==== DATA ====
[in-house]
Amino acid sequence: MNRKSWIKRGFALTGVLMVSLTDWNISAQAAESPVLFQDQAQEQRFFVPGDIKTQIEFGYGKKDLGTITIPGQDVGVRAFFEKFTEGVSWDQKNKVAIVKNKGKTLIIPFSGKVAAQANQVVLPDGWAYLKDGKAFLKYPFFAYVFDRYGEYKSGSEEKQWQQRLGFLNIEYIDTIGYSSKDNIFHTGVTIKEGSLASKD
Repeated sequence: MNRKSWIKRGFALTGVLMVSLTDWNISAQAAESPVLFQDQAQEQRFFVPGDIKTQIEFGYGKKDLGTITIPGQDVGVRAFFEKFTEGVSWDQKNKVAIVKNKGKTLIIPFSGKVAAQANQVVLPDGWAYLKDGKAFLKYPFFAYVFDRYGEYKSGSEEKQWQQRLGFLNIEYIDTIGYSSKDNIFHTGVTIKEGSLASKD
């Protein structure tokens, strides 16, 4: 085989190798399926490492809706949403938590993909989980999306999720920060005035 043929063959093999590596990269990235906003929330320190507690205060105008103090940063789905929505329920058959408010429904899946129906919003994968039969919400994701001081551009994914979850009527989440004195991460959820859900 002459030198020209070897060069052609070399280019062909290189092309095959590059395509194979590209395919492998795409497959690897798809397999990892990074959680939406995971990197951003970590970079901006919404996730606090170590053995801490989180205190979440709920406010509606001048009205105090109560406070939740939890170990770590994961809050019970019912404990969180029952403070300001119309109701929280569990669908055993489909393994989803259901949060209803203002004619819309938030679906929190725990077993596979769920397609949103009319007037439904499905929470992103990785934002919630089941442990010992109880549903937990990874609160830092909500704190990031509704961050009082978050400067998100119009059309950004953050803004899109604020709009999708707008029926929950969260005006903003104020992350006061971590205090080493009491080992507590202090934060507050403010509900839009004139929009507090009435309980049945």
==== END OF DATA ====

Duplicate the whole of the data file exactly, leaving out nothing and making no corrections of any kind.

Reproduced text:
[in-house]
Amino acid sequence: MNRKSWIKRGFALTGVLMVSLTDWNISAQAAESPVLFQDQAQEQRFFVPGDIKTQIEFGYGKKDLGTITIPGQDVGVRAFFEKFTEGVSWDQKNKVAIVKNKGKTLIIPFSGKVAAQANQVVLPDGWAYLKDGKAFLKYPFFAYVFDRYGEYKSGSEEKQWQQRLGFLNIEYIDTIGYSSKDNIFHTGVTIKEGSLASKD
Repeated sequence: MNRKSWIKRGFALTGVLMVSLTDWNISAQAAESPVLFQDQAQEQRFFVPGDIKTQIEFGYGKKDLGTITIPGQDVGVRAFFEKFTEGVSWDQKNKVAIVKNKGKTLIIPFSGKVAAQANQVVLPDGWAYLKDGKAFLKYPFFAYVFDRYGEYKSGSEEKQWQQRLGFLNIEYIDTIGYSSKDNIFHTGVTIKEGSLASKD
């Protein structure tokens, strides 16, 4: 085989190798399926490492809706949403938590993909989980999306999720920060005035 043929063959093999590596990269990235906003929330320190507690205060105008103090940063789905929505329920058959408010429904899946129906919003994968039969919400994701001081551009994914979850009527989440004195991460959820859900 002459030198020209070897060069052609070399280019062909290189092309095959590059395509194979590209395919492998795409497959690897798809397999990892990074959680939406995971990197951003970590970079901006919404996730606090170590053995801490989180205190979440709920406010509606001048009205105090109560406070939740939890170990770590994961809050019970019912404990969180029952403070300001119309109701929280569990669908055993489909393994989803259901949060209803203002004619819309938030679906929190725990077993596979769920397609949103009319007037439904499905929470992103990785934002919630089941442990010992109880549903937990990874609160830092909500704190990031509704961050009082978050400067998100119009059309950004953050803004899109604020709009999708707008029926929950969260005006903003104020992350006061971590205090080493009491080992507590202090934060507050403010509900839009004139929009507090009435309980049945």